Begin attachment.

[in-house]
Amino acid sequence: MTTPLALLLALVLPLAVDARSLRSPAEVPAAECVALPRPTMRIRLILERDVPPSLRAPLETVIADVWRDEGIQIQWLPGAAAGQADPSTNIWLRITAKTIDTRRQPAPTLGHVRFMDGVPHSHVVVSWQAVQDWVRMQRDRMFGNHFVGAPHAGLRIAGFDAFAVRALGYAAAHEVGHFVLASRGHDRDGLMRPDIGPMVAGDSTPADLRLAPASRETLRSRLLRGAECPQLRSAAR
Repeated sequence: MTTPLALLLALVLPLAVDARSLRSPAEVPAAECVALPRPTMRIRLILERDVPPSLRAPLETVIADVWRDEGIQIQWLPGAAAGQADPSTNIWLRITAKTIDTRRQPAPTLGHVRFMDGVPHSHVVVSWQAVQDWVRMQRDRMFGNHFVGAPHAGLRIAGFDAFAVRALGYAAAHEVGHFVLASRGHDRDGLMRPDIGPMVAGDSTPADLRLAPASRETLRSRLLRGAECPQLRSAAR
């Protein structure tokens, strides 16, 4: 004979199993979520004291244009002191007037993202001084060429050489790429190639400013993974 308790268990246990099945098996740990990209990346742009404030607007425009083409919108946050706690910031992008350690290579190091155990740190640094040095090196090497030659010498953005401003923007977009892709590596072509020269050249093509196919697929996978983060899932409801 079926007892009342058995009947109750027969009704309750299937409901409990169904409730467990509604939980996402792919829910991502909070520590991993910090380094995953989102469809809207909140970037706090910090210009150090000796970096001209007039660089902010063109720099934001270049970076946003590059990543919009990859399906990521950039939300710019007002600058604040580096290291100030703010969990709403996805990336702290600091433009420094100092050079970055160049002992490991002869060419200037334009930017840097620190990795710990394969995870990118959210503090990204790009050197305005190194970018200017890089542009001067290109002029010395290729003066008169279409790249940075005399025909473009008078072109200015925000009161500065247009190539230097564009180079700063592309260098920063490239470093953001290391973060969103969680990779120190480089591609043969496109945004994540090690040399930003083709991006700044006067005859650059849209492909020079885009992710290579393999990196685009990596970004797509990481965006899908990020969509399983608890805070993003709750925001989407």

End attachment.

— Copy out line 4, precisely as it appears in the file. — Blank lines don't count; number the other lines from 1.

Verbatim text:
């Protein structure tokens, strides 16, 4: 004979199993979520004291244009002191007037993202001084060429050489790429190639400013993974 308790268990246990099945098996740990990209990346742009404030607007425009083409919108946050706690910031992008350690290579190091155990740190640094040095090196090497030659010498953005401003923007977009892709590596072509020269050249093509196919697929996978983060899932409801 079926007892009342058995009947109750027969009704309750299937409901409990169904409730467990509604939980996402792919829910991502909070520590991993910090380094995953989102469809809207909140970037706090910090210009150090000796970096001209007039660089902010063109720099934001270049970076946003590059990543919009990859399906990521950039939300710019007002600058604040580096290291100030703010969990709403996805990336702290600091433009420094100092050079970055160049002992490991002869060419200037334009930017840097620190990795710990394969995870990118959210503090990204790009050197305005190194970018200017890089542009001067290109002029010395290729003066008169279409790249940075005399025909473009008078072109200015925000009161500065247009190539230097564009180079700063592309260098920063490239470093953001290391973060969103969680990779120190480089591609043969496109945004994540090690040399930003083709991006700044006067005859650059849209492909020079885009992710290579393999990196685009990596970004797509990481965006899908990020969509399983608890805070993003709750925001989407």